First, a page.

On June 12, 2018, the Montana Public Service Commission approved Hydro One’s acquisition of Avista Corp., part owner of Colstrip units 3 & 4, by a vote of 4-1. The commission added several conditions to the approval designed to protect the public interest of Montanans and the continued operation of Colstrip generating facility units 3 & 4.
Commissioner Bob Lake (R-Hamilton), whose district includes Avista’s Montana customers and hydroelectric generation facilities, said, “Is it in the public interest? I believe it probably is. Even though they only have 32 people being served, they’re a large taxpayer and job creator. Because it’s a Canadian company, that causes greater concerns, but their history of quality and reliable service made the decision easier.”
Hydro One Limited, a Canadian utility company, is attempting to acquire Avista Corporation, a utility that supplies electricity and natural gas in Montana and several other states. Avista has only 32 customers in Montana, but owns a 15 percent stake in Colstrip units 3 & 4 as well as some hydroelectric generation assets in Montana.
Because Avista serves customers in multiple states, the merger also has to be approved by several state utilities commissions.. As part of that approval process, Avista and Hydro One have reached settlements with various interested parties in the affected states. Importantly, these settlements have included an accelerated depreciation schedule for Colstrip units 3 & 4 with an end-of-useful life date of 2027.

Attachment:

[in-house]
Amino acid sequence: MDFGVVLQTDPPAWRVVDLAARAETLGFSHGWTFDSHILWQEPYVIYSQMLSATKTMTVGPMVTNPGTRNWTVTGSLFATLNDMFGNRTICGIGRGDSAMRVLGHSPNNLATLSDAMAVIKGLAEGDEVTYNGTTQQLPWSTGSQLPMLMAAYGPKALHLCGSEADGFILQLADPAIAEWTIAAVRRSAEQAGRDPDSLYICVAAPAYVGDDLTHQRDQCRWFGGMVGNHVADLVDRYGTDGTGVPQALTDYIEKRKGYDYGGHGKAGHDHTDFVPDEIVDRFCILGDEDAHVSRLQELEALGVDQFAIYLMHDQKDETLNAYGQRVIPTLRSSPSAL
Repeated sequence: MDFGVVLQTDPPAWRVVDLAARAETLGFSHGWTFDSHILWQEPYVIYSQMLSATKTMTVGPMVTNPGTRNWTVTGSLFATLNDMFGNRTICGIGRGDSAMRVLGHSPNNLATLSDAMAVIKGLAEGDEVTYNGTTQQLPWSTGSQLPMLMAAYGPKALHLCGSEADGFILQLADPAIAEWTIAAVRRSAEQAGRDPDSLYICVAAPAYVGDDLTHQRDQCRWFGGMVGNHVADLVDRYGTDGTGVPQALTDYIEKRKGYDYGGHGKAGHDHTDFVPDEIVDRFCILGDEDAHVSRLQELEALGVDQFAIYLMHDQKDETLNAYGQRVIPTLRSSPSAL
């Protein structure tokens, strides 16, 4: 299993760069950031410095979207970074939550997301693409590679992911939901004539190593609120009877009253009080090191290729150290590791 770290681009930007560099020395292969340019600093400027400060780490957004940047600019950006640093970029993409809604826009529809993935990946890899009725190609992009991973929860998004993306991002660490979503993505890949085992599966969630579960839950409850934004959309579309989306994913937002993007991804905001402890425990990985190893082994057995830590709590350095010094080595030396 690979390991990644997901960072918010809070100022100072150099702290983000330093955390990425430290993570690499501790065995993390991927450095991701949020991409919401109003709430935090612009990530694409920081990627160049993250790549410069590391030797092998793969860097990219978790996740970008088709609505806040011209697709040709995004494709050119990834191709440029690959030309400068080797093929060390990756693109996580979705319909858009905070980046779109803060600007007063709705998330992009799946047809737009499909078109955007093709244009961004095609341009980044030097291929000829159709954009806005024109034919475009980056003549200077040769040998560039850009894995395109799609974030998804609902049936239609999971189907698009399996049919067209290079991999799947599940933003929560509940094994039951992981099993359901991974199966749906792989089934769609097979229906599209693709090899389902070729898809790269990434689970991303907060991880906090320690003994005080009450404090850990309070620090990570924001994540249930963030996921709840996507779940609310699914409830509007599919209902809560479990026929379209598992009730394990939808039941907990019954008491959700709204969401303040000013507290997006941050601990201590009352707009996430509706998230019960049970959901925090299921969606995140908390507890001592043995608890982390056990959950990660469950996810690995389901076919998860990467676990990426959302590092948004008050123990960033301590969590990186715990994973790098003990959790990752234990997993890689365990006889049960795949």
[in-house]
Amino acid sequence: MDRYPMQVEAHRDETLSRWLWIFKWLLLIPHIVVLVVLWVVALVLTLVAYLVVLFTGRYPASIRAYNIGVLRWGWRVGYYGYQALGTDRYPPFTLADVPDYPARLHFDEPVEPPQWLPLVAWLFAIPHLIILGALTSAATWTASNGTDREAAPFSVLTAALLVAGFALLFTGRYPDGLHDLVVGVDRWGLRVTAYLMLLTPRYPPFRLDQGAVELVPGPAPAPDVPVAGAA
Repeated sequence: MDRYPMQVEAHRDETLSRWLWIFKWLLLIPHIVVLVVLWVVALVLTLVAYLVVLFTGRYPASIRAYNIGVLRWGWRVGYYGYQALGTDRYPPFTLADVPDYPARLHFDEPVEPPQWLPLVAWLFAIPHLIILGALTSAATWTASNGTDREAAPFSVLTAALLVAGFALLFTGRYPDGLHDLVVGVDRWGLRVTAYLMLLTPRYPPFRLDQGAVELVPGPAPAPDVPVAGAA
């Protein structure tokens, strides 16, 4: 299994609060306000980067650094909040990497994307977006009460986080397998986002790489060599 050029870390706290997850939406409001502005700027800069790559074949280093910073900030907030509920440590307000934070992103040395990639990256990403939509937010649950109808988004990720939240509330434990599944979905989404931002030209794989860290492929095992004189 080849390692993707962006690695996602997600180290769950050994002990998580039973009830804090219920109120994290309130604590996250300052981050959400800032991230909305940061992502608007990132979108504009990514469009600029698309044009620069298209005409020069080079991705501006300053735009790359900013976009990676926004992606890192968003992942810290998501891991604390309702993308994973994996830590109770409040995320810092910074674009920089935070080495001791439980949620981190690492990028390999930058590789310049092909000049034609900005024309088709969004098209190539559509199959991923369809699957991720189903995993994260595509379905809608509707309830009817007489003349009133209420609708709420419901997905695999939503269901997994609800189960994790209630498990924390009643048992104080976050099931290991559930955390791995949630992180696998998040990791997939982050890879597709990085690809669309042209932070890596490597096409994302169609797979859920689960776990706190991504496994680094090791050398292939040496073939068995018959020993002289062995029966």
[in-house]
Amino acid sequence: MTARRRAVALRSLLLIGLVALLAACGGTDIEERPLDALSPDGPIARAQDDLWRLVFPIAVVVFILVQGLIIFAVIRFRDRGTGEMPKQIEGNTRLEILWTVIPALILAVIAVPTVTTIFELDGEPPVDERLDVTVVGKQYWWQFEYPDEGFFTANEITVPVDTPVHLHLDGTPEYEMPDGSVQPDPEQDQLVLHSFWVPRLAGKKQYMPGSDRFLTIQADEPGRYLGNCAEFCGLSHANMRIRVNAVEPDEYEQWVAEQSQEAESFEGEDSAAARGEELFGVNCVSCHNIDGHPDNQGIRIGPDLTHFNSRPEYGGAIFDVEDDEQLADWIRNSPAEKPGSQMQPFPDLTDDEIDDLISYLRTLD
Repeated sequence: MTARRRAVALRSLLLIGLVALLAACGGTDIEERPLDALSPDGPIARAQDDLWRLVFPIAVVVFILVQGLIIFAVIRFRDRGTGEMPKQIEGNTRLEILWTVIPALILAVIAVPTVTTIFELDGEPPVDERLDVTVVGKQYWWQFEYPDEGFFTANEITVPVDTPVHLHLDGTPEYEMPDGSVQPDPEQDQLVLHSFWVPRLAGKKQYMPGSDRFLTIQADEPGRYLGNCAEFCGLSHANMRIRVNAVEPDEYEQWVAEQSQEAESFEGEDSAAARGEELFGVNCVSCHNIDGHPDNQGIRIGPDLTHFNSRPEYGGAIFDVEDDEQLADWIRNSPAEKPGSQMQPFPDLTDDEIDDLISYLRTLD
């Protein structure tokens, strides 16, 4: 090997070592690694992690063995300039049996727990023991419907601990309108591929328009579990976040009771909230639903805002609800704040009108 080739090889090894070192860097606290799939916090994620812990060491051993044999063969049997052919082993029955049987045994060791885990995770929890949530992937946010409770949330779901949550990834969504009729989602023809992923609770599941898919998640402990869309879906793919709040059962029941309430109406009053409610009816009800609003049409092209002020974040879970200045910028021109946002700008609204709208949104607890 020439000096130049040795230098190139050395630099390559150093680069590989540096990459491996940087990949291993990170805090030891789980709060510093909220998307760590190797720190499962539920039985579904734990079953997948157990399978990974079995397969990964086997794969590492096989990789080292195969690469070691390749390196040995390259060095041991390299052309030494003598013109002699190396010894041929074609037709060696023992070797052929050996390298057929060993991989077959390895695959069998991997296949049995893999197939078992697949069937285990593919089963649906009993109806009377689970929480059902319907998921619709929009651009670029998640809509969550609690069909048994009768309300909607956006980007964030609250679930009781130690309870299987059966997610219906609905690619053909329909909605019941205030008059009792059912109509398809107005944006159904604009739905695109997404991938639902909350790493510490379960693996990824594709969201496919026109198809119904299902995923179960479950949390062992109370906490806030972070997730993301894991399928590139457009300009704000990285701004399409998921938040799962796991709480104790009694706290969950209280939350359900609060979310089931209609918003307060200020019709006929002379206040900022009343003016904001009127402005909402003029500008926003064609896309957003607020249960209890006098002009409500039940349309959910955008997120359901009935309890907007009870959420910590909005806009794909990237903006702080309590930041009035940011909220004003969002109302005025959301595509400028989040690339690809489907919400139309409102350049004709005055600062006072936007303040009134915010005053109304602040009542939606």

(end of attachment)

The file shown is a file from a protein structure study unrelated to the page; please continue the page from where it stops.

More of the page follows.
The accelerated depreciation schedule caused some Montana commissioners to express concern that it might result in the premature retirement of the Colstrip units.
In order to protect against any risk of early closure of Colstrip, the Montana commission’s resolution specifically opts out of the 2027 depreciation schedule for ratemaking purposes in Montana, and notes that the co-owners’ agreement for Colstrip units 3 & 4 does not allow for a unilateral end date.
Commissioner Tony O’Donnell (R-Billings), whose district includes Colstrip, opposed the sale, saying, “It was a tough decision. On the one hand, there’s the funding for Colstrip’s community transition fund. But on the other hand, I didn’t hear enough assurance that the Canadian government can’t interfere to shorten the length of Colstrip power plant’s operational life.”